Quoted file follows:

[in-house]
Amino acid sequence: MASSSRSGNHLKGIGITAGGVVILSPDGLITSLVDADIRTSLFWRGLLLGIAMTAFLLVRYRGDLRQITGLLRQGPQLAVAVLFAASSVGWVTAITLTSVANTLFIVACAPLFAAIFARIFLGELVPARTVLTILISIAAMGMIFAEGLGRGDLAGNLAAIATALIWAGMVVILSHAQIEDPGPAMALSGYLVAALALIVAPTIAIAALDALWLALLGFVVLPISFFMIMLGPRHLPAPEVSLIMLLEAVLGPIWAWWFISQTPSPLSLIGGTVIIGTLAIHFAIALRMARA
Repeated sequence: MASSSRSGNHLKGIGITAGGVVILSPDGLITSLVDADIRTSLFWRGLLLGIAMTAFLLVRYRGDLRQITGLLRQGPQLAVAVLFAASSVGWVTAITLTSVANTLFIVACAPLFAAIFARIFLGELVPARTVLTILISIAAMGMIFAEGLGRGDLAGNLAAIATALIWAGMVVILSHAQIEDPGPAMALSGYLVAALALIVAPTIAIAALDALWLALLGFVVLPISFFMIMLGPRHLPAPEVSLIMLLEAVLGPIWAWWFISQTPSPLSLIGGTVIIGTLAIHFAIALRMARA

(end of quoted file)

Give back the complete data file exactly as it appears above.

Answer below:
[in-house]
Amino acid sequence: MASSSRSGNHLKGIGITAGGVVILSPDGLITSLVDADIRTSLFWRGLLLGIAMTAFLLVRYRGDLRQITGLLRQGPQLAVAVLFAASSVGWVTAITLTSVANTLFIVACAPLFAAIFARIFLGELVPARTVLTILISIAAMGMIFAEGLGRGDLAGNLAAIATALIWAGMVVILSHAQIEDPGPAMALSGYLVAALALIVAPTIAIAALDALWLALLGFVVLPISFFMIMLGPRHLPAPEVSLIMLLEAVLGPIWAWWFISQTPSPLSLIGGTVIIGTLAIHFAIALRMARA
Repeated sequence: MASSSRSGNHLKGIGITAGGVVILSPDGLITSLVDADIRTSLFWRGLLLGIAMTAFLLVRYRGDLRQITGLLRQGPQLAVAVLFAASSVGWVTAITLTSVANTLFIVACAPLFAAIFARIFLGELVPARTVLTILISIAAMGMIFAEGLGRGDLAGNLAAIATALIWAGMVVILSHAQIEDPGPAMALSGYLVAALALIVAPTIAIAALDALWLALLGFVVLPISFFMIMLGPRHLPAPEVSLIMLLEAVLGPIWAWWFISQTPSPLSLIGGTVIIGTLAIHFAIALRMARA